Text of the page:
In Other Words: Hurricane Sandy's path followed summer vacation route of family

Published:

by Stephanie Fellenstein

Hudson Monthly editor

For 17 days this summer, we spent a vacation criss-crossing the northeast from Chincoteague, Va., through Acadia National Park in Bar Harbor, Maine, into Canada.

Recently, many of the places we visited were under water after Hurricane Sandy blew through, leaving a trail of destruction across our vacation route.

Hurricane Sandy first hit near Atlantic City, N.J., on Oct. 29. Recovery efforts were under way by the next day, but at one point there were close to 8 million customers without power in 15 states and Washington, D.C.

On June 14, when we left Aurora and headed to Maryland, the weather was beautiful. It was still beautiful the next day in Annapolis as we walked to City Dock where the HMS Bounty was docked.

Built in 1960 in Nova Scotia, it was used in the 1962 film "Mutiny on the Bounty." The sun sparkled on the water that day as the Bounty's flags waved softly in the wind.

Less than five months later, the Bounty sank as it was racing from Connecticut to a frequent winter homes in St. Petersburg, Fla., trying to outrun the hurricane. One of its 16 crew members died and the captain was still missing.

FROM MARYLAND, we followed the coast down to Chincoteague Island, Va., home of the wild ponies made famous in Marguerite Henry's children's book, "Misty of Chincoteague."

Again, the weather was beautiful on that June afternoon. For two hours we boated through the grassy marshlands that surround Chincoteague and its neighboring island, Assateague.

By Oct. 29, the causeway was closed because of flooding, trapping the residents on the island. A noon curfew was issued and most of the roads on the 7-mile by 3-mile island were under water -- 3-feet deep in some spots, according to the Associated Press.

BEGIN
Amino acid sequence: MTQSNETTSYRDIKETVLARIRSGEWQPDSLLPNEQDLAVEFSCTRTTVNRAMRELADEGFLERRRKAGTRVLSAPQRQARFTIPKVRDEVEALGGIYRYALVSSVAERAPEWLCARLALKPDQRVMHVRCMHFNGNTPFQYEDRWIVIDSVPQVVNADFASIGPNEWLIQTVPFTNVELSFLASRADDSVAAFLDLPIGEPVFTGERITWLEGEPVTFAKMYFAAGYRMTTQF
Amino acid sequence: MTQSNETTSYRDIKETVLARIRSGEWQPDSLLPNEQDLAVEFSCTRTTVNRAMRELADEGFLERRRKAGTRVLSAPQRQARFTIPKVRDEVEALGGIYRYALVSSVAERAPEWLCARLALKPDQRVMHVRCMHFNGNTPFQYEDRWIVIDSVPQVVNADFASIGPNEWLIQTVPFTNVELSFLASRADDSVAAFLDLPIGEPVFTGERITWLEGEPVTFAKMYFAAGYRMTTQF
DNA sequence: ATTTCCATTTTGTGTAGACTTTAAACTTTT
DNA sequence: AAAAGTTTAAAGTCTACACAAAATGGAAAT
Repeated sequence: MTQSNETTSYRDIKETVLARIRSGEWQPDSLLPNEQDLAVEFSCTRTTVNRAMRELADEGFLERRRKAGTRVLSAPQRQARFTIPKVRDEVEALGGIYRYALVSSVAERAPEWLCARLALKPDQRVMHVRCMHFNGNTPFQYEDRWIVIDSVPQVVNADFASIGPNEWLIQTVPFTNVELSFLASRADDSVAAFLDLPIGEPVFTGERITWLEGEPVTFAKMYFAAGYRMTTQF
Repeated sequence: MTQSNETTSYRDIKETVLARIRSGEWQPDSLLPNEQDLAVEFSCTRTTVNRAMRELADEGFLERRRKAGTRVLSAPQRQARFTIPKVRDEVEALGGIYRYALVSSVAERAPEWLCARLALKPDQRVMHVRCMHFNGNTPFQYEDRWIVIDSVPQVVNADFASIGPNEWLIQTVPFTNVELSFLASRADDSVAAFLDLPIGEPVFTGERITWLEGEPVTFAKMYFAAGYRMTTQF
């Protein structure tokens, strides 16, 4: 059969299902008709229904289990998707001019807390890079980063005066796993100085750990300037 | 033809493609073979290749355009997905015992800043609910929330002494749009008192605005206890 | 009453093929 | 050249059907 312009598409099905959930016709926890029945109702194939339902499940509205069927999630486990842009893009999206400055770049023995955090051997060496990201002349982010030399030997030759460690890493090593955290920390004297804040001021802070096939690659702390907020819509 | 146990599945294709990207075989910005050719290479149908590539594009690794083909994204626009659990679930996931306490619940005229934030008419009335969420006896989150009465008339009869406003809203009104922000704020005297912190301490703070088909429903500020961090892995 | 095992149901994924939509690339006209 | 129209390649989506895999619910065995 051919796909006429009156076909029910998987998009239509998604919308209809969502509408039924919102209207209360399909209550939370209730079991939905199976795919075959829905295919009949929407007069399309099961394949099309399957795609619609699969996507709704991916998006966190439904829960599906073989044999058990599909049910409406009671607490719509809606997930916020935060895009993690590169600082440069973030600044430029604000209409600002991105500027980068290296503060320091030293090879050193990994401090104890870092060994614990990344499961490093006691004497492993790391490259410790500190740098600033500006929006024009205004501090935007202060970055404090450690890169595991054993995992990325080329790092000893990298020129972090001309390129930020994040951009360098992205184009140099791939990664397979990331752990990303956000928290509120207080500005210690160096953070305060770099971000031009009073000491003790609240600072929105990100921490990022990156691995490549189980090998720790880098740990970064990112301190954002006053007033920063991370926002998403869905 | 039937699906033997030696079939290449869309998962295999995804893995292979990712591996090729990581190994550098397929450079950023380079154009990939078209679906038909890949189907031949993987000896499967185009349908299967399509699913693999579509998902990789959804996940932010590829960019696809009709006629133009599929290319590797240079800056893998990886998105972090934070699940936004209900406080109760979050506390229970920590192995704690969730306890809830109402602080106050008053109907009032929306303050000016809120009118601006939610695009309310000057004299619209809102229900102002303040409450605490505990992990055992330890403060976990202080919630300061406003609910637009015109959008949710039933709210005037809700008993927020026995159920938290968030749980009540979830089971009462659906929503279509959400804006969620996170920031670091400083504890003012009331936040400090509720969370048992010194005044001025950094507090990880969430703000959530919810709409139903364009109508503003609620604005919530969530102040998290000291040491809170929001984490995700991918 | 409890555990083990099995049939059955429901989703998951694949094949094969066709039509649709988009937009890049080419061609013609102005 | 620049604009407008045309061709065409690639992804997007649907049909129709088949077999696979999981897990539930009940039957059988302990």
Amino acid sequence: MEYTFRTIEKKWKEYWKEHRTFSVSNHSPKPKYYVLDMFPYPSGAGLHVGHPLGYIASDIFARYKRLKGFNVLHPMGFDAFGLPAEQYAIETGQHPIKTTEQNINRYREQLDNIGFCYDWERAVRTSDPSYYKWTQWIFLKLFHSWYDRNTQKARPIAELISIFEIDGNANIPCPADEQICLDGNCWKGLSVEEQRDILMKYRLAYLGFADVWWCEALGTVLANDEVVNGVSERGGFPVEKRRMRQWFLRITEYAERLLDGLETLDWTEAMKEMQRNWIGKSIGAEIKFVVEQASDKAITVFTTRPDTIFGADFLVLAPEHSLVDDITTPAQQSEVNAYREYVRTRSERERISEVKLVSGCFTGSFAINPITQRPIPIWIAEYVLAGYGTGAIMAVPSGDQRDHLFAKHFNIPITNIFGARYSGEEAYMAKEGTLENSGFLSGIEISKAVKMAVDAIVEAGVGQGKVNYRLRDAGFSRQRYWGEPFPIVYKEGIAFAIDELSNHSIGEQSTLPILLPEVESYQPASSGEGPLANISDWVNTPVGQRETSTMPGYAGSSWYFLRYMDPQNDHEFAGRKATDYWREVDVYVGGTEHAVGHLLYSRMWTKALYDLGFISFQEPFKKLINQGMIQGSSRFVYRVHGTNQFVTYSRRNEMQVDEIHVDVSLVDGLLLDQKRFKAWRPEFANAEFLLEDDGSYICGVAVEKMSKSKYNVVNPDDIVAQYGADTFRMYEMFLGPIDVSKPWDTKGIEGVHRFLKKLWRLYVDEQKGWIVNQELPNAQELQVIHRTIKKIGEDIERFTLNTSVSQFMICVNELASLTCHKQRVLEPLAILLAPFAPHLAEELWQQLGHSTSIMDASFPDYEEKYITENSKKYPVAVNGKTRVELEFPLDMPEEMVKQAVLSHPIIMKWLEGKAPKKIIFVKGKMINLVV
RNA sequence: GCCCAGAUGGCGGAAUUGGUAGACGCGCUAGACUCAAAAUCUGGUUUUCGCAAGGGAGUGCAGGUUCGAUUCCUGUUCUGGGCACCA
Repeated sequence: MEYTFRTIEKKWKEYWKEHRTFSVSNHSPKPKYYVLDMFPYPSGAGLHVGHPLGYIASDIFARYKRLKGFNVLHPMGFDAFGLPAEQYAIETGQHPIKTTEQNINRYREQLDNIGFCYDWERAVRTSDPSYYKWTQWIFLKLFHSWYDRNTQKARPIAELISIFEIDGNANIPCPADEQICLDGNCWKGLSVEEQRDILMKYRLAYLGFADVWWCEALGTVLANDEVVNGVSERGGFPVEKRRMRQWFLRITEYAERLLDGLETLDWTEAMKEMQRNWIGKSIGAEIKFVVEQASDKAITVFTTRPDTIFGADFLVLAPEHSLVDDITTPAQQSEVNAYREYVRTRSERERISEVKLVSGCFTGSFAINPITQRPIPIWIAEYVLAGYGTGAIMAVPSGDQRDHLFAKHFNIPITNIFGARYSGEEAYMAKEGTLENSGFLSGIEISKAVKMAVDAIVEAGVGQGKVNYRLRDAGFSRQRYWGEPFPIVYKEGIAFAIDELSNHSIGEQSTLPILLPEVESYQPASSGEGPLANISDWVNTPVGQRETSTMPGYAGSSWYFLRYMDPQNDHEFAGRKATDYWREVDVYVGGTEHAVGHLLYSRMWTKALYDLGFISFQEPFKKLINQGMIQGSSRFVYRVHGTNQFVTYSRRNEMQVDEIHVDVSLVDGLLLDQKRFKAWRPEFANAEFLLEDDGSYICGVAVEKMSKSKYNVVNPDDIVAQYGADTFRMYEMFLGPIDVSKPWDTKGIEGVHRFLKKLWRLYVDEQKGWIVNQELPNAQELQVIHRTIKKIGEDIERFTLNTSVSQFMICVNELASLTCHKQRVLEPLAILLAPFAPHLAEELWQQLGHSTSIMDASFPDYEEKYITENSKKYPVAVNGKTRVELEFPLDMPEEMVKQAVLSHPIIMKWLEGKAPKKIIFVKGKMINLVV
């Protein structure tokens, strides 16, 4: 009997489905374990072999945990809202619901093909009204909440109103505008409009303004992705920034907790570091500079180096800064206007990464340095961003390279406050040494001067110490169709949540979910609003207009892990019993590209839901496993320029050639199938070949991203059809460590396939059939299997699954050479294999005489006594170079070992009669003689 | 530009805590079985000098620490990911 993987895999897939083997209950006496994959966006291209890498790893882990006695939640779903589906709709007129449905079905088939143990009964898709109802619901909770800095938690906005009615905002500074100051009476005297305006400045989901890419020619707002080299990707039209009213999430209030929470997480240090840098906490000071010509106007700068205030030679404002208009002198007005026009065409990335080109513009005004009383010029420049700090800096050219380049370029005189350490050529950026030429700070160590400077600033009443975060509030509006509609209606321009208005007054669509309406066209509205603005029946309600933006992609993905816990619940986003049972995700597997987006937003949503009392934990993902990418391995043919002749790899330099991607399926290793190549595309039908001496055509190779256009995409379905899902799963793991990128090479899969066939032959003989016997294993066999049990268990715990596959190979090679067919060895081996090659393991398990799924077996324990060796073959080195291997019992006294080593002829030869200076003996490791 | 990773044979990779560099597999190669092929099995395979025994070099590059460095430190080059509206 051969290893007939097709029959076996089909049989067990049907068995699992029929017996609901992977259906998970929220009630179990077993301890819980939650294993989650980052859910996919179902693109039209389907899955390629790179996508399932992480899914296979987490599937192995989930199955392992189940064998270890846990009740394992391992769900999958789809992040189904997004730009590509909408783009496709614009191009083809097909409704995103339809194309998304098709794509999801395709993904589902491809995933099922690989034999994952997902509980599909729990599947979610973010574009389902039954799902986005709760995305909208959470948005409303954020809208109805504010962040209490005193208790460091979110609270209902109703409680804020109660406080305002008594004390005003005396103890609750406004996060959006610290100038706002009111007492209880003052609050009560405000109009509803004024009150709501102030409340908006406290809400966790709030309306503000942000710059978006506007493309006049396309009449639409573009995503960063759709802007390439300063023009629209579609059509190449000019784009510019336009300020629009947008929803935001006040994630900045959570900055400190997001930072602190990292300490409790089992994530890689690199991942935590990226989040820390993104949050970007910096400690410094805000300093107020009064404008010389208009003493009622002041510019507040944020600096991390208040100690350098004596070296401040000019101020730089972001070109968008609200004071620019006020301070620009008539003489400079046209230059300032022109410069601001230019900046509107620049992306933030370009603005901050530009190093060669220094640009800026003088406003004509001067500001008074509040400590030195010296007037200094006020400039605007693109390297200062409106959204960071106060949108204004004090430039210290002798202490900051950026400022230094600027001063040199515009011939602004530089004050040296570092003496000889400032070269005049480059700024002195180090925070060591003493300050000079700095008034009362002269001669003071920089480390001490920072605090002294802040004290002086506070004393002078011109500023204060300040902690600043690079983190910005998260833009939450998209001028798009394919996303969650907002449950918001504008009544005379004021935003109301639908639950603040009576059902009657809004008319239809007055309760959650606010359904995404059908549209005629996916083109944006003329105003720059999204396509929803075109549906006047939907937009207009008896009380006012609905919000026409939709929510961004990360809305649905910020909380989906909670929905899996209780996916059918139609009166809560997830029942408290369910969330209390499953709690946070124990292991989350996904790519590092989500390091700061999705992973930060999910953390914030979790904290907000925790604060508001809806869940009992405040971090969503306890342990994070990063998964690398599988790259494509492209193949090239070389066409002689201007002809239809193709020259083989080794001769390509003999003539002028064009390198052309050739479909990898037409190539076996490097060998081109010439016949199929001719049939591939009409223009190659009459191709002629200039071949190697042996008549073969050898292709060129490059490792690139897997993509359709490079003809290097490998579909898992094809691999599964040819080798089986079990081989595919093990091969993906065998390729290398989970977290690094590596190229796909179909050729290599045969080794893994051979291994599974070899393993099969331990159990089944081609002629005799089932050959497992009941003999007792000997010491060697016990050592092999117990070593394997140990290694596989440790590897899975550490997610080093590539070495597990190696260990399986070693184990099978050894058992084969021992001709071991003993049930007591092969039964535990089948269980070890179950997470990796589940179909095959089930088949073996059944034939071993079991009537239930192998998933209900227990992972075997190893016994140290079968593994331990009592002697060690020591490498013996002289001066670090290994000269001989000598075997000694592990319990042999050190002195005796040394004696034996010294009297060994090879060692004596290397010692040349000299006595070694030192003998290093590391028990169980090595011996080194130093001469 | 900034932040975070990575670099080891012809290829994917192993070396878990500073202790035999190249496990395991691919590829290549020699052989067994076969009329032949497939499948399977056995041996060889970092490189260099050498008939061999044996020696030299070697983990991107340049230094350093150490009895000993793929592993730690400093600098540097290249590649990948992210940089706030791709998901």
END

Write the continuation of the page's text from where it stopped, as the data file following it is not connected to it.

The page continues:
From Chinco-teague we drove north, following the coast through Delaware to Philadelphia, where we visited the Liberty Bell, Independence Hall and Betsy Ross' house.

Those sites were battered by rain recently and the Southeastern Pennsylvania Transportation Authority remained closed until the facilities could be inspected.

We spent a night in New Jersey and used the George Washington Bridge to cross the Hudson River to Manhattan. That bridge was shut down during the storm last Monday because of high winds.

HURRICANE Sandy forced other spots we had visited to close or evacuate like Mystic Seaport Village in Mystic, Conn., and the Cliff Walk in Newport, R.I.

Huge waves crashed up on the rocks along the Cliff Walk on the calm afternoon we hiked along the shoreline. I can't imagine what it was like during Hurricane Sandy.

We continued on, visiting Boston and New Hampshire on our way to Bar Harbor, Maine, where our campsite sat 10 feet from the ocean. It was beautiful at night watching the sun dip into the water as we searched the tide pools for treasures. I imagine today that our campsite is under water.

And the Park Look Road, the same road we followed to the top of Cadillac Mountain in Acadia National Park, was closed .

The views from the top of the mountain during the hurricane would have been drastically different from what I saw in June.

Our trip was not finished and we crossed the border into Canada visiting New Brunswick, Nova Scotia, Prince Edward Island and Québec before crossing back into Vermont. Those areas were hit with high wind and water and power outages.

I think about the incredibly nice people we met along the way like a guy in the planetarium in Mystic or a woman who patiently waited as I stumbled through an explanation in my rusty, college French. I hope they, and others we met along the way, are safe.

The world is a big and beautiful place and despite the hurricane, I am confident the East Coast will be beautiful once again. It just may take a little time.

Email: sfellenstein@recordpub.com

Phone: 330-541-9400 ext. 4185

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